I like the xslt approach very much because it would be easy to create variants on this macro to transform other structures in ways that would be difficult or impossible using JScript and DOM, but the entity thing has to be addressed. I think Option 1 would be easy and would take care of most of the situations I would need it for. I'll take a stab at that and let you know how it goes. For Option 2.a. I would need help since I wouldn't know how to capture the DOCTYPE (not just the public and system identifiers but also the locally declared entities) as a string.

    Even better would be to use Saxon 9 to do the xslt because then you could use xslt 2.0 and much more interesting things. But I have no idea how you'd go about doing that.

    Thanks,
    David

    Reply

    Derek Read

    Reply to: Script Example: Sort Lowercase CALS Tables (DITA, DocBook, etc)

    Here's a quick fix to stop the from being removed when the table contains entities.

    It doesn't actually fix the issue (I'll let dcramer see if he can work that out), but at least this will tell you the table couldn't be sorted and stops it from disappearing in the case of entities and possibly other cases:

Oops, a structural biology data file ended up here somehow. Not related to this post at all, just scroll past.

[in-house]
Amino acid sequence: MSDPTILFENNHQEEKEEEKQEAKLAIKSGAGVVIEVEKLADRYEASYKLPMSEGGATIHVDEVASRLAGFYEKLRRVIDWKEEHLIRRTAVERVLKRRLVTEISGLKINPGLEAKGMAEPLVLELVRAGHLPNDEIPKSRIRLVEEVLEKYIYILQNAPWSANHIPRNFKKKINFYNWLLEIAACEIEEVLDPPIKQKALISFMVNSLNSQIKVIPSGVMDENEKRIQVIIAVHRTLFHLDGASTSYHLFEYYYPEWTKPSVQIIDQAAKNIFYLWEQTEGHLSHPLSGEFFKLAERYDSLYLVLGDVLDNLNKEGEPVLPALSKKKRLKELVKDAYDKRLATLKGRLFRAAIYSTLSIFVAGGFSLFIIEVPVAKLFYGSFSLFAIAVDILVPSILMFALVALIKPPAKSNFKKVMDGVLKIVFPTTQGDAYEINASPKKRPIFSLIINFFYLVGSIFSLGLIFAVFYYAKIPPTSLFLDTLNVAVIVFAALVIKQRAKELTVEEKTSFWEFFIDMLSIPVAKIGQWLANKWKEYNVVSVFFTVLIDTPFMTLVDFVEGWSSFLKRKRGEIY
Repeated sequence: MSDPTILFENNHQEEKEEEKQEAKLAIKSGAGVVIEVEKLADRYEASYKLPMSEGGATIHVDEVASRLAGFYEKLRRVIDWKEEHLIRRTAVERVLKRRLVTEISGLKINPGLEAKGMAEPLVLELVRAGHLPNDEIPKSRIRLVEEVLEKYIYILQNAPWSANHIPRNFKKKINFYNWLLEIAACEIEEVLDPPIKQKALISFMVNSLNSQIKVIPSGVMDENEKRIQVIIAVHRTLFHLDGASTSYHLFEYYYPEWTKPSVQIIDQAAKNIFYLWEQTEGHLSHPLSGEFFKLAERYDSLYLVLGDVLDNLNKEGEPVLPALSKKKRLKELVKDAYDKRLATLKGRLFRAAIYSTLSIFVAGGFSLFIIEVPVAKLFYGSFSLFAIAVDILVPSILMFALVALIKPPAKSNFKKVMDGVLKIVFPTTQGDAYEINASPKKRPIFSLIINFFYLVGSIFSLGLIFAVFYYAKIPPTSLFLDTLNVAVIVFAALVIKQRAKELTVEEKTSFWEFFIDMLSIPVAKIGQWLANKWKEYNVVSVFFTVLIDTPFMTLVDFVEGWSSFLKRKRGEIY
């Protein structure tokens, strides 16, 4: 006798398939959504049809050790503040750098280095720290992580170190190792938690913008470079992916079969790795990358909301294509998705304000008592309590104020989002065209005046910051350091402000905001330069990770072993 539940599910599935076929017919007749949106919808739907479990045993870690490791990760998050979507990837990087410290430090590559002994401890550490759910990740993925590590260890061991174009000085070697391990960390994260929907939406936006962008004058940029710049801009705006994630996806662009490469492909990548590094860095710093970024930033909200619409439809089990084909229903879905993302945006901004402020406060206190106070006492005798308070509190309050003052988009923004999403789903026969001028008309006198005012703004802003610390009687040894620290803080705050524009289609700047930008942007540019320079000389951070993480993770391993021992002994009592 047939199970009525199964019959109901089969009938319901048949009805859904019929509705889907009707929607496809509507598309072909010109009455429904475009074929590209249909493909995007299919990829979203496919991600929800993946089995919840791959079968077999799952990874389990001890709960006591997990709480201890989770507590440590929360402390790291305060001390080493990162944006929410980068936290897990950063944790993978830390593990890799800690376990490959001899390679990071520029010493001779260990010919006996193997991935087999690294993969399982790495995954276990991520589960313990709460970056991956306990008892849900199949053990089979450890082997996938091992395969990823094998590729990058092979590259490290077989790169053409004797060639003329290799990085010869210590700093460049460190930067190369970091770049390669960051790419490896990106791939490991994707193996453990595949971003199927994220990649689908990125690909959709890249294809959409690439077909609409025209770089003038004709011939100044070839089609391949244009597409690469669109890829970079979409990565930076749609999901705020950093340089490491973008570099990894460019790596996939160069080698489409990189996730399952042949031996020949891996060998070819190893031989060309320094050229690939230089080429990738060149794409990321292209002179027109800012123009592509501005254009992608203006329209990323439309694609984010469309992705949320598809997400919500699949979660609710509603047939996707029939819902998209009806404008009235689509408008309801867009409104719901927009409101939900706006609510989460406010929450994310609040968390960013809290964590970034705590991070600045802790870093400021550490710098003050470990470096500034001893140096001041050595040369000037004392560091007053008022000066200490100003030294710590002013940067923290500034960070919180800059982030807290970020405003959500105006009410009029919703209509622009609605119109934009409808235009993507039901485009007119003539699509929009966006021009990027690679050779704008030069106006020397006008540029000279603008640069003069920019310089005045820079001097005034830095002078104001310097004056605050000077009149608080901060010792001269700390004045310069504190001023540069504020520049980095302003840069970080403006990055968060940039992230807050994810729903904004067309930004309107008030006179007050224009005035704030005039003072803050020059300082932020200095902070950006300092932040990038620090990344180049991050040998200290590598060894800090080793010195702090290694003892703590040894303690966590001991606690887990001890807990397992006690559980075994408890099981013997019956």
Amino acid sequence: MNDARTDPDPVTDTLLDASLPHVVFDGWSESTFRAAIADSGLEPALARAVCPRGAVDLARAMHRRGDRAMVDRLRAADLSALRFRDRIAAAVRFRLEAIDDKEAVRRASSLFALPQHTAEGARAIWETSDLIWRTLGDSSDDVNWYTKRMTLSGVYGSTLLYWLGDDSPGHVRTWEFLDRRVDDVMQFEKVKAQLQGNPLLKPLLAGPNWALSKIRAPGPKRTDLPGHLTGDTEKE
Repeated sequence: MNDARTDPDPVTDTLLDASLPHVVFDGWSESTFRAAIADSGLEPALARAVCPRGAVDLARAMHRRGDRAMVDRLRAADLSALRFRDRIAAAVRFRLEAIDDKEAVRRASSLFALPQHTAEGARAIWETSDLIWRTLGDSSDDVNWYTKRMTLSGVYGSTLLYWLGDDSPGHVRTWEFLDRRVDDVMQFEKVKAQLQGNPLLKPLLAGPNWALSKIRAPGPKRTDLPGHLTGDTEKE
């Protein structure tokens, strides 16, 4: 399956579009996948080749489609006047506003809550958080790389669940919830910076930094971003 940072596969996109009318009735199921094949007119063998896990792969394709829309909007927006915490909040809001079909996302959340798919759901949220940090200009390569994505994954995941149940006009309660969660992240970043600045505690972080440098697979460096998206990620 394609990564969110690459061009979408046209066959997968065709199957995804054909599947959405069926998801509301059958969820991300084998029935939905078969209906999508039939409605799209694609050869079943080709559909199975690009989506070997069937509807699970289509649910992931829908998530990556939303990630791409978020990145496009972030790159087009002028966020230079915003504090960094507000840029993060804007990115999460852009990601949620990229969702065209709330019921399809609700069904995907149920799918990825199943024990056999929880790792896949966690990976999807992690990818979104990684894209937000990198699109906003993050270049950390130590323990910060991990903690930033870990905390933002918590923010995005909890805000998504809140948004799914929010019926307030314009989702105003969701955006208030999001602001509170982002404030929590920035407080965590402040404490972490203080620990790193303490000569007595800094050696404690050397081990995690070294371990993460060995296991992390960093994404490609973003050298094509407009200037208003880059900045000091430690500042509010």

Old
    [code] rngWork.TypeText(sortedTable);[/code]

    New
    [code] if (sortedTable > “”) {
    rngWork.TypeText(sortedTable);
    }
    else {
    Application.Alert(“This script is not smart enough to sort your table.”);
    }[/code]

    Reply

    dcramer

    Reply to: Script Example: Sort Lowercase CALS Tables (DITA, DocBook, etc)

    Here's a fix to hide entity references:

    [code]
    244a245,259
    >
    > // HACK ALERT!!
    > // Here we replace any ampersands in the source
    > // XML with a placeholder value, “@@[email protected]@”
    > // to keep MSXML from trying to resolve the entity.
    > // We'll change it back later. However we first
    > // make sure that the string @@[email protected]@ does
    > // not already exist in the table.
    > if(tableStr.match(/@@[email protected]@/)){
    > Application.Alert(“This table already contains the string @@[email protected]@.nThis macro reserves the [email protected]@[email protected]@ to hide entity references.”);
    > return;
    > }else{
    > tableStr = tableStr.replace(/&/g,'@@[email protected]@');
    > }
    >
    269c284
    < rngWork.TypeText(sortedTable);

    > rngWork.TypeText(sortedTable.replace(/@@[email protected]@/g,'&'));
    [/code]

    Reply

    dcramer

    Reply to: Script Example: Sort Lowercase CALS Tables (DITA, DocBook, etc)

    Another suggested change:

    [code]
    < xsltStr += 'n';

    > xsltStr += '
    n';
    [/code]

    Otherwise you lose comments and PIs in the table.

    Reply